The Los Angeles Dodgers were the final opponent last season for the San Francisco Giants, who turned their season finale into an unofficial Hunter Pence Day.
They were saying goodbye to the beloved outfielder who played seven seasons there and helped them win two World Series. His contract was up, and he wasn’t coming back.
Based on Pence’s numbers and injury issues, the Dodgers’ third-base coach wasn’t sure Pence would be back on a baseball field again. So, as the Giants came off the field after the Dodgers batted one inning, Chris Woodward made it a point to speak to Pence.
“He came running by me, and I said, ‘Hey, man, if this happens to be it, you had a hell of a career. I really enjoyed watching you play,’” said Woodward, hired five weeks later as Texas Rangers manager.
“He goes, ‘I’m not done!’”
If anything, Pence’s career has been reborn after the first two months this season with the Rangers.
He has exceeded all expectations and quieted those who doubted that he could reinvent his swing. The fourth outfielder to open the season, Pence has become an everyday player and one of the Rangers’ top run producers.
Not even he was sure how his season would go.
“I didn’t know necessarily what was going to happen,” said Pence, the Arlington High and UT-Arlington product. “There have been a lot of people that have made that adjustment and done really well. So far it’s looking good, but there’s a long way to go and I’ve got to continue to improve.”
Pence was in the starting lineup for the eighth straight game Monday as the Rangers opened a three-game series against the Seattle Mariners. He entered tied with Joey Gallo for the team lead in RBIs (35) and second in homers (11) behind Gallo (15).
Pence is a bona-fide candidate to be the American League Player of the Month. He entered Memorial Day tied for the league lead in RBIs (22) and was second in home runs (8) and OPS (1.117).
He’s been clutch, too, all season, batting .342 with runners in scoring position. In a season when the Rangers have struggled on the road, Pence is tied for the league lead for road RBIs (26).
His numbers aren’t what’s driving him, and he’s not in awe of them as many others around the game are.
“Honestly, I’m not paying attention to results other than constant adjustments in game and playing to win each day,” Pence said. “I would say I’m over the moon to be playing the game of baseball in the big leagues doing what I love. I appreciate it so much every day.”
It hasn’t been easy. Pence dived head-first into altering his swing so that he’s quick to get his bat in the strike zone but keeps in in the zone longer — short to and long through. It puts more demands on the back half of his body, so his off-season workouts were tailored to that.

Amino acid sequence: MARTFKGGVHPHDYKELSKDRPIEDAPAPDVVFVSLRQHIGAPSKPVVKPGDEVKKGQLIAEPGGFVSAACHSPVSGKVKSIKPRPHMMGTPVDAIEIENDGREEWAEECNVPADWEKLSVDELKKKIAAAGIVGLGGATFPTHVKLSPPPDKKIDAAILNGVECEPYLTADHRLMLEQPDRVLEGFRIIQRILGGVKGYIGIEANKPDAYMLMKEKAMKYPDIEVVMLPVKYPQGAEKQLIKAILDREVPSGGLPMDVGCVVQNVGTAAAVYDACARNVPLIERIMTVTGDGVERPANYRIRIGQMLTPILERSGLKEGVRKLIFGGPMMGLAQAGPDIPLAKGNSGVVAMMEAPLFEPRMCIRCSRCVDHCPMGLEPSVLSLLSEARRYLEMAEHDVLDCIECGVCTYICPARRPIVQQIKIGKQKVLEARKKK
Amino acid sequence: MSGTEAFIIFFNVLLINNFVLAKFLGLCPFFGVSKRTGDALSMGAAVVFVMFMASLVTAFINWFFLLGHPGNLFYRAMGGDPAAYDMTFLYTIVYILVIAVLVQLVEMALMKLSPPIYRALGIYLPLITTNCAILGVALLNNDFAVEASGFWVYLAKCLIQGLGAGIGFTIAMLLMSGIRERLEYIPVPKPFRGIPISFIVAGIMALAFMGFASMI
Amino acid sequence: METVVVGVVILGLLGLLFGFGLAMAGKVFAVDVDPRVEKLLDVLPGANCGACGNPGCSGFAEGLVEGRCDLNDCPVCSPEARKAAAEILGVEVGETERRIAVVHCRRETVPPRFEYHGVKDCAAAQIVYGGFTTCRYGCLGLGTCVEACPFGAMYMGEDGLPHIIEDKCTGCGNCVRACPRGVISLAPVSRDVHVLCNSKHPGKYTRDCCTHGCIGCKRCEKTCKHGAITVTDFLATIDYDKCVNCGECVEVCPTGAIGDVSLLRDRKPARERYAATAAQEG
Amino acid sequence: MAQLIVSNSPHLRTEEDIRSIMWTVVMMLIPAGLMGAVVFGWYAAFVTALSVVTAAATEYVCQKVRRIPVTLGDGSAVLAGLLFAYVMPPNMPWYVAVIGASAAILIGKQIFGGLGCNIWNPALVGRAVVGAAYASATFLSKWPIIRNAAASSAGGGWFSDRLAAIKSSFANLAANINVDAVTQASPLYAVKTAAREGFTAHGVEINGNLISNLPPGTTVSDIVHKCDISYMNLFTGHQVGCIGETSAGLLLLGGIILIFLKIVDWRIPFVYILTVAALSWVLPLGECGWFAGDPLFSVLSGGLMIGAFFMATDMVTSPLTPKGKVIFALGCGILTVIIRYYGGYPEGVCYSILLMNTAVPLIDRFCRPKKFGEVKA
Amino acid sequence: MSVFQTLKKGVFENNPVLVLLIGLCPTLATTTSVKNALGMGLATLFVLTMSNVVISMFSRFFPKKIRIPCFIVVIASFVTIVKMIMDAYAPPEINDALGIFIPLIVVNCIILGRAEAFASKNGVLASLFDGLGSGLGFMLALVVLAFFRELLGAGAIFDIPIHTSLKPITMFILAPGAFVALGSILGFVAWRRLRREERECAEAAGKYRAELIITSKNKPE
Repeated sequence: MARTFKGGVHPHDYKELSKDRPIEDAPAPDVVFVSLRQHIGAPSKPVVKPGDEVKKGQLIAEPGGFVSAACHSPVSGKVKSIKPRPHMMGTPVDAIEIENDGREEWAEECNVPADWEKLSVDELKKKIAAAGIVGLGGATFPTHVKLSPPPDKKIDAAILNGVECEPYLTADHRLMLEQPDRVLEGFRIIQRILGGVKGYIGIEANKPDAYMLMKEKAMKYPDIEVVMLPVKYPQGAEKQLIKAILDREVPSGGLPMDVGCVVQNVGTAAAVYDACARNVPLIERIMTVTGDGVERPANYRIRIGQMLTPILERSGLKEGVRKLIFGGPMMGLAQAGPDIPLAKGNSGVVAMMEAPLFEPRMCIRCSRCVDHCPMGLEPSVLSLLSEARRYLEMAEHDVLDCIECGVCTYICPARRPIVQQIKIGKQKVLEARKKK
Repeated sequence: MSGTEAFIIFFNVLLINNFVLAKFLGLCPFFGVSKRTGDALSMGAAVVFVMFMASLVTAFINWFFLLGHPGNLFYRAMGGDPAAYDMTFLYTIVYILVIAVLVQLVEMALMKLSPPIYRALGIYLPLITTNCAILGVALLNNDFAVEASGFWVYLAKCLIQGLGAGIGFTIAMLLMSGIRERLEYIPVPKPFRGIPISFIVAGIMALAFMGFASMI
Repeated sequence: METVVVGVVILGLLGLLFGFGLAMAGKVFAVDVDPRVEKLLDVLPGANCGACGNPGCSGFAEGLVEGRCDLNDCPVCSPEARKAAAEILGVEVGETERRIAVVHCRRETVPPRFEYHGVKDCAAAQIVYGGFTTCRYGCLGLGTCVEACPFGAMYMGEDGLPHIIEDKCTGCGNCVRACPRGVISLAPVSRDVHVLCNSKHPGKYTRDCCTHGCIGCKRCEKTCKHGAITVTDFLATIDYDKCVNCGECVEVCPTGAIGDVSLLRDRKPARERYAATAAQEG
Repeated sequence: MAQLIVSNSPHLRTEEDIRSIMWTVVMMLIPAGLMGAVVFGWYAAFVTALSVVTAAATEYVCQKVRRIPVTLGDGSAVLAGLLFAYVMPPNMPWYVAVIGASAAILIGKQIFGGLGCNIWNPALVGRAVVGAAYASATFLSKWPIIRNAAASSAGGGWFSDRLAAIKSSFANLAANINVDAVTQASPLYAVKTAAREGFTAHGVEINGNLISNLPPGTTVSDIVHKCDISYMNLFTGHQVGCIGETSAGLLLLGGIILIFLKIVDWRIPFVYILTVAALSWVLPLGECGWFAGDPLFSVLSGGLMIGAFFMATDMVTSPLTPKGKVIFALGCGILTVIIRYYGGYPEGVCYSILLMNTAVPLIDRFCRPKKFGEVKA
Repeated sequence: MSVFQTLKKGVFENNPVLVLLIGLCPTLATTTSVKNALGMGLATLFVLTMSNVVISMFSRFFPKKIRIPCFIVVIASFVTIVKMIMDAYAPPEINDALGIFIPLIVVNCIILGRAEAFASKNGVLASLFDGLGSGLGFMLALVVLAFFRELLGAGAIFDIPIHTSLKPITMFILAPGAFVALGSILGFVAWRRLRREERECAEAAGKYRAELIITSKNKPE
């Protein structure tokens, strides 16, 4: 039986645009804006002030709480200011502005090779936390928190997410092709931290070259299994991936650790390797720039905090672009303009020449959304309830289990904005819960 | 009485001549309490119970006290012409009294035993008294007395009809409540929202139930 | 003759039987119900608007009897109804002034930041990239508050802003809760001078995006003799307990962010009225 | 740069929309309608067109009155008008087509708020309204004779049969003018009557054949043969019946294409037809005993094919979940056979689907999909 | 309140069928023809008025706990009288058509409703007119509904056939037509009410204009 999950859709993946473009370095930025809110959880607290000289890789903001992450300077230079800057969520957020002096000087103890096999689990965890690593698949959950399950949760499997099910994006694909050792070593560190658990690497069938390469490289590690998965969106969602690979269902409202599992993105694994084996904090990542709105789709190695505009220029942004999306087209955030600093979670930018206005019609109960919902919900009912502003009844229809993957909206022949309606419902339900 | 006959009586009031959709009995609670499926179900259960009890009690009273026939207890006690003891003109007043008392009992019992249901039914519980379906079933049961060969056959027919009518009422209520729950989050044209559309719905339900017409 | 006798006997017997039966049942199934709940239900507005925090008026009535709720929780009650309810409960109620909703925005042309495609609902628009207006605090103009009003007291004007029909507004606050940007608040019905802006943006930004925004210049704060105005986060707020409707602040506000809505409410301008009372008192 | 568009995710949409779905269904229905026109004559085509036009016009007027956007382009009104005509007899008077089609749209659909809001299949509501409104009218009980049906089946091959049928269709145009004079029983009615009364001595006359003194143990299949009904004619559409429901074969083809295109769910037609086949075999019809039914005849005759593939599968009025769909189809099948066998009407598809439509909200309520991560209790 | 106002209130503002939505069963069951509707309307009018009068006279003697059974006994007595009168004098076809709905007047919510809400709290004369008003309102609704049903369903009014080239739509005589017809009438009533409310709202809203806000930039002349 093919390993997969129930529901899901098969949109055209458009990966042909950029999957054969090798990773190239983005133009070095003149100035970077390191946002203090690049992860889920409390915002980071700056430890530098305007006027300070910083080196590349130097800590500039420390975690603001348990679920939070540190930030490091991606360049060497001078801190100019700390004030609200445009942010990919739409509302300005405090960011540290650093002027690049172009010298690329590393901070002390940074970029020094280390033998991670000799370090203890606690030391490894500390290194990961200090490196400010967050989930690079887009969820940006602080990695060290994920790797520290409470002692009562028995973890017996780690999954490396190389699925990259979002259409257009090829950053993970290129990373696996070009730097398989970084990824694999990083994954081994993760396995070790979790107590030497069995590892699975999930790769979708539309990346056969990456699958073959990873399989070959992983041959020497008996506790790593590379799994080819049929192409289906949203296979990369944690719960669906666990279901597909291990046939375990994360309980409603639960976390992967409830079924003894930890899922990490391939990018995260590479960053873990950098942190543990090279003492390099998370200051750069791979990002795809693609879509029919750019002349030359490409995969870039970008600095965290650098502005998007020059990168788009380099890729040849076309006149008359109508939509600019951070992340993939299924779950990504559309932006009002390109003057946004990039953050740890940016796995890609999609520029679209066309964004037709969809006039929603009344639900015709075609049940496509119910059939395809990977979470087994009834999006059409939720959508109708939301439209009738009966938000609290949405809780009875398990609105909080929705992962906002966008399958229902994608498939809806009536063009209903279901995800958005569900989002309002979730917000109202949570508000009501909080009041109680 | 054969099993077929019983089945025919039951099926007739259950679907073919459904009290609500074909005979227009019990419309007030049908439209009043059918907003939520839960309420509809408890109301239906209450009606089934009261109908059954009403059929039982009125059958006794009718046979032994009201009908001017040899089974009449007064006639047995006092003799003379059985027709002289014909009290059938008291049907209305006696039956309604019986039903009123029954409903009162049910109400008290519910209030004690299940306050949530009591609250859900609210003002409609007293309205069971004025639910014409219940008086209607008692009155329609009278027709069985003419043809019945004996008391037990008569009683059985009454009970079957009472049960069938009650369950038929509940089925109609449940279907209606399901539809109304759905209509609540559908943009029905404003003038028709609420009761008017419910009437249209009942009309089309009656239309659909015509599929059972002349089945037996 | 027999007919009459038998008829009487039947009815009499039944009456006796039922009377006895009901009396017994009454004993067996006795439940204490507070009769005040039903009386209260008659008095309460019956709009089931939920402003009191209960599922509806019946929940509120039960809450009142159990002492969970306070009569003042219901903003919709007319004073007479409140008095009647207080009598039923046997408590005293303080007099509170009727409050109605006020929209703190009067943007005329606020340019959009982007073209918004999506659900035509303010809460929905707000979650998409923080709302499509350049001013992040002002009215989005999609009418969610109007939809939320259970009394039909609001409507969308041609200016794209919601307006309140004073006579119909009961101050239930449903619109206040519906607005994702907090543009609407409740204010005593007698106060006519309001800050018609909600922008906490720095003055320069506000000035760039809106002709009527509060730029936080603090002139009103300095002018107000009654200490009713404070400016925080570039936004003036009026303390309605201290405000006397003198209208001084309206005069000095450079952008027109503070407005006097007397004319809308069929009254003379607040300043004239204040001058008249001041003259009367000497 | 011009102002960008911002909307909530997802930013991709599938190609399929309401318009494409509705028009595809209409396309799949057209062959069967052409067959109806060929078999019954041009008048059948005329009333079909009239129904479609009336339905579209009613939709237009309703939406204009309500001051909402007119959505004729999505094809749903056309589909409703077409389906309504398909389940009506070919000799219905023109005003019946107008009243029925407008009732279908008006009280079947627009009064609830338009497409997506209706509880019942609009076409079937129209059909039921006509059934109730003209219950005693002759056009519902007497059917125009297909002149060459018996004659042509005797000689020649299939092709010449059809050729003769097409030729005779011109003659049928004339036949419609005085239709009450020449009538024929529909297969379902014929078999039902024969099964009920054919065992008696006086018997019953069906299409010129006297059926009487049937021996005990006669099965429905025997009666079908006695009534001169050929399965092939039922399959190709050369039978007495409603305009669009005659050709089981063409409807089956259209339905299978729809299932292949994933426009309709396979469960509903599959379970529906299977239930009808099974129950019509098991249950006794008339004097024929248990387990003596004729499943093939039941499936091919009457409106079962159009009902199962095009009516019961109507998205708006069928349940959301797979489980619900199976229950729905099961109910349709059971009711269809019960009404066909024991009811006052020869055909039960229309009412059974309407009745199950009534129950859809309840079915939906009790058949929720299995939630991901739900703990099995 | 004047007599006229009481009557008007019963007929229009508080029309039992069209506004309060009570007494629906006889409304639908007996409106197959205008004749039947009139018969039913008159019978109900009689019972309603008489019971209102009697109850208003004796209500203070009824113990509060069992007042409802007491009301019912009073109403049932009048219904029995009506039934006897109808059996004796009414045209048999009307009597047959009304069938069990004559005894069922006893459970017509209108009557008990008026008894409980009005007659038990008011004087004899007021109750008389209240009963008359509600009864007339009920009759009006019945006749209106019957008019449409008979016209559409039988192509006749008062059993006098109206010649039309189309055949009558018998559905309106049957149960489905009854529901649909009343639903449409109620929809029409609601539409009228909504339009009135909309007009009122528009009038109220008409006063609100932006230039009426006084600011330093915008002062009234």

He went to the Dominican Republic to test the swing out in winter ball. The swing was still a work-in-progress as he hit spring training on a minor-league deal. By the time Opening Day rolled around, though, he thought he had it down.
Pence said that he goes through a routine each day to maintain the swing. It might feel a little different from day to day, which tells him he still has things to learn about his reinvention, but he knows now that he had no choice put to change.
“Ultimately, the game has changed,” he said. “Pitchers have gotten better. New swing technology is out there with mechanics that have changed the game for a lot of players. If you’re not constantly looking to improve and looking at everything and be like, ‘Can this help?’ you’re going to fall behind. Once I realized this was a thing, I was like, ‘I want to go learn it.’”
Woodward said that he has been “blown away” by everything Pence does, including his work ethic, professionalism and the tenacity of each swing. Pence has even exceeded his reputation as one of the game’s top teammates.
He didn’t chirp when he wasn’t in the lineup, Woodward said, and stayed sharp for when he was called upon. He kept on producing and became too valuable to keep in a bench role.
“He kind of forced my hand,” Woodward said. “He earned it. He earned every at-bat he got.
“He never complained. He was ready to play every day. All the sudden, a guy gets hurt, he gets a little more playing time, and he’s ready.”
Pence, who turned 36 last month, looks to have more baseball in him beyond this season, and Woodward hopes that the younger players have been watching. No matter how long he plays with the Rangers, he is leaving an imprint that will serve current and future Rangers.
“As long as I’m here, I want him on the team,” Woodward said. “We’ve had so many conversations of what the vision is I’m trying to create to build a championship team, and in every way he represents that.”